"The protein phosphatase 2A regulatory subunit PR70 is a gonosomal melanoma tumor suppressor gene" by Drs. Leon van Kempen, Alan Spatz et al appears in Science Translational Medicine.

McGill University

Related Cancer Articles:

Stress in cervical cancer patients associated with higher risk of cancer-specific mortality
Psychological stress was associated with a higher risk of cancer-specific mortality in women diagnosed with cervical cancer.
Cancer-sniffing dogs 97% accurate in identifying lung cancer, according to study in JAOA
The next step will be to further fractionate the samples based on chemical and physical properties, presenting them back to the dogs until the specific biomarkers for each cancer are identified.
Moffitt Cancer Center researchers identify one way T cell function may fail in cancer
Moffitt Cancer Center researchers have discovered a mechanism by which one type of immune cell, CD8+ T cells, can become dysfunctional, impeding its ability to seek and kill cancer cells.
More cancer survivors, fewer cancer specialists point to challenge in meeting care needs
An aging population, a growing number of cancer survivors, and a projected shortage of cancer care providers will result in a challenge in delivering the care for cancer survivors in the United States if systemic changes are not made.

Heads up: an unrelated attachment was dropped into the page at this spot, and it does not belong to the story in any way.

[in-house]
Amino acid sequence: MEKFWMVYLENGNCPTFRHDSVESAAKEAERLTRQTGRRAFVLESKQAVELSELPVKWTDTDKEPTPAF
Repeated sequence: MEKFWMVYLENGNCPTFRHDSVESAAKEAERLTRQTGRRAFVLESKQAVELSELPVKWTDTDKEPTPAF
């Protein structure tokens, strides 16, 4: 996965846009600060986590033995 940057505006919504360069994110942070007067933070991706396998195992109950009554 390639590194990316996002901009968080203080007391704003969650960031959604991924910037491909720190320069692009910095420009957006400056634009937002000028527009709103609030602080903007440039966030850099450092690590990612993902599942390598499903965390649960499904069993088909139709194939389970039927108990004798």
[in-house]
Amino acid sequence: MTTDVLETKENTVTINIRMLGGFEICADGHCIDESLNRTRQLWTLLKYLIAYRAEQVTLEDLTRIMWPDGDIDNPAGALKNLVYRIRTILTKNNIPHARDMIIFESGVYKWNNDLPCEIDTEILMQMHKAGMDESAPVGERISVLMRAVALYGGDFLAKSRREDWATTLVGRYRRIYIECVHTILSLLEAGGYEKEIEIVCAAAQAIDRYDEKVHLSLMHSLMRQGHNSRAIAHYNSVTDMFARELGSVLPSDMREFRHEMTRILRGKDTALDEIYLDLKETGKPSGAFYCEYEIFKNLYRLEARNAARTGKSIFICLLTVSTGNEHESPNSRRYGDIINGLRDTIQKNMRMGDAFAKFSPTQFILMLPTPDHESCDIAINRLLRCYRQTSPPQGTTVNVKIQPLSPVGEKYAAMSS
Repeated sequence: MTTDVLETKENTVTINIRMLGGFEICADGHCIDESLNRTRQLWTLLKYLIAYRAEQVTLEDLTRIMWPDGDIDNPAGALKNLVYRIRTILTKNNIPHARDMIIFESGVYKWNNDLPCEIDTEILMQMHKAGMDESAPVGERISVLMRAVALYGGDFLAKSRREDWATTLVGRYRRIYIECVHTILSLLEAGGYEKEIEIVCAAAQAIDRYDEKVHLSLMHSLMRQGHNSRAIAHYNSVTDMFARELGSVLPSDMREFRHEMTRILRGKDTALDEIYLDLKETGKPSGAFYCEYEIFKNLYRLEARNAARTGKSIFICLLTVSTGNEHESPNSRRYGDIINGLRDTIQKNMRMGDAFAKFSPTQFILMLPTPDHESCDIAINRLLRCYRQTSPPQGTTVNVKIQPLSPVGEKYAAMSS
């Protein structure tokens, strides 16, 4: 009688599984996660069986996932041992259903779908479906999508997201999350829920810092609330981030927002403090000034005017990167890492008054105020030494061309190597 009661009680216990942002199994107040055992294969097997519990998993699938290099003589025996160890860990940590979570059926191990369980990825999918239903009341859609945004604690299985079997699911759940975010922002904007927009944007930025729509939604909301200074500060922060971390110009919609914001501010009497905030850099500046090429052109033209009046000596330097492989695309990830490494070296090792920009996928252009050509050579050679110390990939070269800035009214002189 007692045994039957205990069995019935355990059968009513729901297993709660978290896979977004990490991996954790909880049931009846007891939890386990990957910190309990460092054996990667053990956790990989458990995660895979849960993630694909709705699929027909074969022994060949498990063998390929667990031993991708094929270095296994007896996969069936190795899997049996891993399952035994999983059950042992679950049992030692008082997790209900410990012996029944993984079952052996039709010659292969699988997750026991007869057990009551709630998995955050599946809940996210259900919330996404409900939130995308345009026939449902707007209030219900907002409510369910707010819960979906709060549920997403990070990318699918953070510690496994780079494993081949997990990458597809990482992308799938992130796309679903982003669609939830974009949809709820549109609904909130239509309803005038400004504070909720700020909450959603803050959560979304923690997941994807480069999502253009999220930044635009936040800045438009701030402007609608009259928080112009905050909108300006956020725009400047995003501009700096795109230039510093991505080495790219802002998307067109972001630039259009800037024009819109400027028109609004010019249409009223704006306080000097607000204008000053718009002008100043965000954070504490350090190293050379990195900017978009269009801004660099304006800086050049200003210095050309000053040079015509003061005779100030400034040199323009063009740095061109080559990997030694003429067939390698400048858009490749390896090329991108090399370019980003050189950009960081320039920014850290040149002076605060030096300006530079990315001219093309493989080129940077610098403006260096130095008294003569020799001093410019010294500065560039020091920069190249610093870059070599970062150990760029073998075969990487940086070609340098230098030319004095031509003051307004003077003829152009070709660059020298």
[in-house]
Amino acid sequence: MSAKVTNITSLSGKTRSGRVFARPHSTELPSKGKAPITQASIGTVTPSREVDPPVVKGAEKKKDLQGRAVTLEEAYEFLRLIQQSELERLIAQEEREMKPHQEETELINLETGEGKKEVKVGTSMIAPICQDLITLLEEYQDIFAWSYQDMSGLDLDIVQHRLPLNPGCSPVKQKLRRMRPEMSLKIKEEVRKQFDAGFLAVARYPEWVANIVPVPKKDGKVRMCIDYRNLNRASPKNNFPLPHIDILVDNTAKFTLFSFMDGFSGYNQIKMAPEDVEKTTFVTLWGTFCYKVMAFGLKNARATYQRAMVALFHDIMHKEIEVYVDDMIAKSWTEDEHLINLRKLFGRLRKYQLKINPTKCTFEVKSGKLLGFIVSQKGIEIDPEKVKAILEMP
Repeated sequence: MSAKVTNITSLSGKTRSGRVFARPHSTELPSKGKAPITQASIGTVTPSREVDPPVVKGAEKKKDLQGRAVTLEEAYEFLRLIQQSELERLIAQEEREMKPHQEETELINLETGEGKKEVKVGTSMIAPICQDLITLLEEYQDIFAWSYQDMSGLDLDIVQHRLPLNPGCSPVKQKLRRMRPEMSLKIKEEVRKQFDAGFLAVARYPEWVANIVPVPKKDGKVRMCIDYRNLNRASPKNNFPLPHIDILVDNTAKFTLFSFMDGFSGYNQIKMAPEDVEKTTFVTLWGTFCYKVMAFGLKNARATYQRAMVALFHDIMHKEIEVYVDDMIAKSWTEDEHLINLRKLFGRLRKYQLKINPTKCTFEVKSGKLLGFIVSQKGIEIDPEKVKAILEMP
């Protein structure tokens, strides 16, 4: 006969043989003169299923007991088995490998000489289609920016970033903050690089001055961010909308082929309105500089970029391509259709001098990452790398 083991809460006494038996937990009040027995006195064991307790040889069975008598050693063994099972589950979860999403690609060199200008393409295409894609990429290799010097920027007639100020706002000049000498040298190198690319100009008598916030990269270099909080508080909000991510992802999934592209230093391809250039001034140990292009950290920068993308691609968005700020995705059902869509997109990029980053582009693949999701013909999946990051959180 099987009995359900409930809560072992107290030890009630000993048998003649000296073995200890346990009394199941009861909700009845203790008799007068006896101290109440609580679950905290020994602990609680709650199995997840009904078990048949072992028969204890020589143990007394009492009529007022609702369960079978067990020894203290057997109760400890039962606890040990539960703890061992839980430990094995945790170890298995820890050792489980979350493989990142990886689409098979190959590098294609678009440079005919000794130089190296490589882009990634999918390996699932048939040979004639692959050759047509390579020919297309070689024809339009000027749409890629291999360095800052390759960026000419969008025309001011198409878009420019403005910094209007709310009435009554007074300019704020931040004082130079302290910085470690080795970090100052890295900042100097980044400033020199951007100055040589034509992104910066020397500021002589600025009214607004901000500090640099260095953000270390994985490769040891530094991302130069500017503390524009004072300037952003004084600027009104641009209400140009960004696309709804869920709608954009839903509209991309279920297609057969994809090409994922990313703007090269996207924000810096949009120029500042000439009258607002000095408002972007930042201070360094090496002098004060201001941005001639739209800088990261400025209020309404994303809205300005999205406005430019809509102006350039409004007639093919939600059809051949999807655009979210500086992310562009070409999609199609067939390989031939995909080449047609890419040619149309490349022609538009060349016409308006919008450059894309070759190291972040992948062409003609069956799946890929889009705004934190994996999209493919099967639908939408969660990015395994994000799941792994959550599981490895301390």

New cancer vaccine platform a potential tool for efficacious targeted cancer therapy
Researchers at the University of Helsinki have discovered a solution in the form of a cancer vaccine platform for improving the efficacy of oncolytic viruses used in cancer treatment.
More Cancer News and Cancer Current Events

Best Science Podcasts 2019

We have hand picked the best science podcasts for 2019. Sit back and enjoy new science podcasts updated daily from your favorite science news services and scientists.
Now Playing: TED Radio Hour

Erasing The Stigma
Many of us either cope with mental illness or know someone who does. But we still have a hard time talking about it. This hour, TED speakers explore ways to push past — and even erase — the stigma. Guests include musician and comedian Jordan Raskopoulos, neuroscientist and psychiatrist Thomas Insel, psychiatrist Dixon Chibanda, anxiety and depression researcher Olivia Remes, and entrepreneur Sangu Delle.
Now Playing: Science for the People

#537 Science Journalism, Hold the Hype
Everyone's seen a piece of science getting over-exaggerated in the media. Most people would be quick to blame journalists and big media for getting in wrong. In many cases, you'd be right. But there's other sources of hype in science journalism. and one of them can be found in the humble, and little-known press release. We're talking with Chris Chambers about doing science about science journalism, and where the hype creeps in. Related links: The association between exaggeration in health related science news and academic press releases: retrospective observational study Claims of causality in health news: a randomised trial This...